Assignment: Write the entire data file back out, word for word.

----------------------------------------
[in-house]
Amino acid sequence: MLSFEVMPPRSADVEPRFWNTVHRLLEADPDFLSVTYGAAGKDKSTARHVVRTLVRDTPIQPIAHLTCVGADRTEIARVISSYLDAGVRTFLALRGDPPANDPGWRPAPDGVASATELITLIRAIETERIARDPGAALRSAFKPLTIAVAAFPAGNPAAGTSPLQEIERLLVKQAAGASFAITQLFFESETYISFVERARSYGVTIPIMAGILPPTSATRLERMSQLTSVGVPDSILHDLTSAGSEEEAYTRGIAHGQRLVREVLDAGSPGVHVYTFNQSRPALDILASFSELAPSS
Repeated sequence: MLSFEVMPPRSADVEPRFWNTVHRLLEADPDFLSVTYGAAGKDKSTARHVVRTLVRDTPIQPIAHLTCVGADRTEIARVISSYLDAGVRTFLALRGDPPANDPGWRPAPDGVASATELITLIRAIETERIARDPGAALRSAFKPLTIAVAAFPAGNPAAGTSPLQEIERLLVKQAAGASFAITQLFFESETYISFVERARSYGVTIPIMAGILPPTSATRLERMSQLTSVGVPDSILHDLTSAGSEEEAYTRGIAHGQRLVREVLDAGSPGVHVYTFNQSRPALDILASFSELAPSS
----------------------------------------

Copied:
[in-house]
Amino acid sequence: MLSFEVMPPRSADVEPRFWNTVHRLLEADPDFLSVTYGAAGKDKSTARHVVRTLVRDTPIQPIAHLTCVGADRTEIARVISSYLDAGVRTFLALRGDPPANDPGWRPAPDGVASATELITLIRAIETERIARDPGAALRSAFKPLTIAVAAFPAGNPAAGTSPLQEIERLLVKQAAGASFAITQLFFESETYISFVERARSYGVTIPIMAGILPPTSATRLERMSQLTSVGVPDSILHDLTSAGSEEEAYTRGIAHGQRLVREVLDAGSPGVHVYTFNQSRPALDILASFSELAPSS
Repeated sequence: MLSFEVMPPRSADVEPRFWNTVHRLLEADPDFLSVTYGAAGKDKSTARHVVRTLVRDTPIQPIAHLTCVGADRTEIARVISSYLDAGVRTFLALRGDPPANDPGWRPAPDGVASATELITLIRAIETERIARDPGAALRSAFKPLTIAVAAFPAGNPAAGTSPLQEIERLLVKQAAGASFAITQLFFESETYISFVERARSYGVTIPIMAGILPPTSATRLERMSQLTSVGVPDSILHDLTSAGSEEEAYTRGIAHGQRLVREVLDAGSPGVHVYTFNQSRPALDILASFSELAPSS